Words by Sean Moeller, Illustration by Johnnie Cluney, Recording engineered by Mike Gentry
After a weekend that saw two six-hour, one-way trips in the car - getting from one place to another, it's obvious that it's summertime. The roads are torn up everywhere. They're buckling in places, where the unbearable, cooking heat has forced them to revolt upward. They're being ripped apart and repaired, made new again, by what must be whole teams of workers, though not a single one was seen as we slowly moved over one-lane traffic on the interstate. All of this aside, the sights we were able to take in outside our windows were of coughing old Iowa towns, with crumbling downtown buildings that haven't seen a fresh coat of paint, a new roof or any minor improvements since the 1960s, or close to it.
We drove through a countryside that was immaculately green, even in the throes of a torturous heat wave that has put a tremendous amount of stress on everything, where even being in the shade feels like you're in a pizza oven. We drove through all of these places that have survived in spite of themselves, against all logic, in the face of depopulating and a mass backpedaling. Still, they remain charming, with their crusty and bent old men and women, their rotting homes, rusty playgrounds and faded signs on the edge of the high school grounds touting the town's previous state champion athletic teams.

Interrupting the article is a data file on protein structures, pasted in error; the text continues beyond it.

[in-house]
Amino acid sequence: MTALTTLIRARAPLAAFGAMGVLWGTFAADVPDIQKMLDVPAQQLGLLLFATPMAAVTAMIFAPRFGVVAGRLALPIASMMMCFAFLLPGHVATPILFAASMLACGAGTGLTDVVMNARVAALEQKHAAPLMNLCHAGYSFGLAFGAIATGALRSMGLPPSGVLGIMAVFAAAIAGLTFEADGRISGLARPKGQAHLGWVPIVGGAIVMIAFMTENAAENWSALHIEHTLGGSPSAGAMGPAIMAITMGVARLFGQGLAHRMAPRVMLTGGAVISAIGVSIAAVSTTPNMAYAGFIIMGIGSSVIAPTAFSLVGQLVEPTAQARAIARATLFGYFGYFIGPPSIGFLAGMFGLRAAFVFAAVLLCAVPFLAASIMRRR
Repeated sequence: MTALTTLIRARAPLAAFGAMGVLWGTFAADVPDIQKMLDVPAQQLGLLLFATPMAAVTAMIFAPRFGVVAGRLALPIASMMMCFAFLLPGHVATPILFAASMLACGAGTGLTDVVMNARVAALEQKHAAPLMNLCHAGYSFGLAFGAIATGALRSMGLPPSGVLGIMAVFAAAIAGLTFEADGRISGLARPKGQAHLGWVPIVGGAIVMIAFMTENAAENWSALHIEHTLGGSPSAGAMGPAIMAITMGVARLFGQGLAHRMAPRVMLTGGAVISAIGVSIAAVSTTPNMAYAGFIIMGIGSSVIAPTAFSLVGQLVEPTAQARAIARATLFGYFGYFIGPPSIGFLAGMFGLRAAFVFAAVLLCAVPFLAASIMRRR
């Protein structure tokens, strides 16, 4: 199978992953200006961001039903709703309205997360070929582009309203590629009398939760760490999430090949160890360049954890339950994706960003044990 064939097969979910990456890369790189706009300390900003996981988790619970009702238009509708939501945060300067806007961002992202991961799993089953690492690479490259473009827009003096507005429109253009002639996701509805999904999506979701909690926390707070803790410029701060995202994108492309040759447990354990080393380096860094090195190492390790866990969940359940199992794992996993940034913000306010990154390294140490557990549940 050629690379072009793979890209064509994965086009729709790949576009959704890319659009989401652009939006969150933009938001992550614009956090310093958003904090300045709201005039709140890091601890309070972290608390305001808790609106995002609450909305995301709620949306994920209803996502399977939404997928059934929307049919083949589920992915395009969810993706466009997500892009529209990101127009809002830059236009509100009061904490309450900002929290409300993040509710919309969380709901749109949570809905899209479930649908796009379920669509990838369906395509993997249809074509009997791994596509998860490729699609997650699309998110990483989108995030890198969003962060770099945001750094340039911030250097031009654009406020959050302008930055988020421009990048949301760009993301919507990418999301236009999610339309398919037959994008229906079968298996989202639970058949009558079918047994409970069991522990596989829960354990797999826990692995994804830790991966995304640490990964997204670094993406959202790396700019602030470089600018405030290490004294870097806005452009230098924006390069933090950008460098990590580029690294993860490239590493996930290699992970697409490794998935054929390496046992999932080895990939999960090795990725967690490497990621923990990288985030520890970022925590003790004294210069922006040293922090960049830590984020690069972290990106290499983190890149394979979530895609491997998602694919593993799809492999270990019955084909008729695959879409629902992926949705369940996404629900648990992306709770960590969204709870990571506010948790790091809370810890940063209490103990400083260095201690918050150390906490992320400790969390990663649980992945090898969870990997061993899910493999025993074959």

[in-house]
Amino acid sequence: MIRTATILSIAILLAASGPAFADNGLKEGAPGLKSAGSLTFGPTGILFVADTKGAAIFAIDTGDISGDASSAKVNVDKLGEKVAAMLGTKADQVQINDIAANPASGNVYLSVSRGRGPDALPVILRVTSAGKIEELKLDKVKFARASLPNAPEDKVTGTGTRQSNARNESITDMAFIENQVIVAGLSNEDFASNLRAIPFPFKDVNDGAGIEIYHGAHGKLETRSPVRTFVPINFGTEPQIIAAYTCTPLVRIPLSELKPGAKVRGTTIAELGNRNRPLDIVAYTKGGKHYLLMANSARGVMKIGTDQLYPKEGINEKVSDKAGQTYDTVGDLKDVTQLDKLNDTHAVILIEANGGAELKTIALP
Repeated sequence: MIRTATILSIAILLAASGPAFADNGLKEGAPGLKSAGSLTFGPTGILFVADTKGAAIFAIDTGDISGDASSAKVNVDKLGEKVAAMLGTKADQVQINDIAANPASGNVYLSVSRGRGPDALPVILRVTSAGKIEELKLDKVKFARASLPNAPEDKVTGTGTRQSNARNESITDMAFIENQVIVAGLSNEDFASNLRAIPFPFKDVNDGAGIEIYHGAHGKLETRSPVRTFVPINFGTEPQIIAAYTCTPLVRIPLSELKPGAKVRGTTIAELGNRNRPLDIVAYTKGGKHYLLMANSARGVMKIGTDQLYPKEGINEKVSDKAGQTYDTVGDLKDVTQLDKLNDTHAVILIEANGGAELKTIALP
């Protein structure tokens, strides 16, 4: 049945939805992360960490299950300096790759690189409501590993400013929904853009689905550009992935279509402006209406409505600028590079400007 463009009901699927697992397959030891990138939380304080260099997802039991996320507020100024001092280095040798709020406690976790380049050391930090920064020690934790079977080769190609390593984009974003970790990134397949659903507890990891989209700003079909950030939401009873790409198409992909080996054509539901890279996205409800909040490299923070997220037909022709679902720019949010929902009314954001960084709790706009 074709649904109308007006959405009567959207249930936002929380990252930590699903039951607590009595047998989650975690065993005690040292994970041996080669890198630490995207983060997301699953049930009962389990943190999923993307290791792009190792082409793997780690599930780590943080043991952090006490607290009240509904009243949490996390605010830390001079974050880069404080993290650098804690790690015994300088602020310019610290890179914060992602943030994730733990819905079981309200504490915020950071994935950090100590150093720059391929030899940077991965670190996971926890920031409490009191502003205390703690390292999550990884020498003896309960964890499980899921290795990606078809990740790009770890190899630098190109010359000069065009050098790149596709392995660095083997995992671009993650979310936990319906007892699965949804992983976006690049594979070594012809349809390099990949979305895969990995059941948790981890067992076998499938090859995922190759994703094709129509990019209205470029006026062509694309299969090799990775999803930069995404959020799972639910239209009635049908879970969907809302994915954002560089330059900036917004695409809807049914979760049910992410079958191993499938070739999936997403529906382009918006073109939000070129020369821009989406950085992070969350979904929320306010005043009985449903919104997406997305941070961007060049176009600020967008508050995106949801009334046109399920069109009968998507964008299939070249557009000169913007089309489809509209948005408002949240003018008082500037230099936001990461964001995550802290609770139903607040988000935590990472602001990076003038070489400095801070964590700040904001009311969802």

These are places that Nashville bluegrass and folk band Humming House could see the beauty in. They find magic in the roadways and they're likely to marvel at the way a lifeblood could stubbornly still roll through a place that's been felled to its knees in a considerable way. They'd appreciate the sweaty work that it takes to break up a road, to pile it off to the side and then make a brand new one, just so everything can remain connected.
You can hear the highways as they wrap through Humming House songs. They buzz like a motor and they speak silently, in gestures. They matter because they are planted down on some of the richest and darkest soil in the country and people are asked to slow down on them as they work their ways through populated areas, if for no other reason to pay respect to the ice cream stand and the oldest and biggest maples and oaks standing off to the sides - trees that were spared, trees that have sunk their roots as deep down as they can get them. Humming House rambles lovingly down all the bumpy roads that it can find, be they cold, warm, hidden or torn.
*Essay originally published July, 2012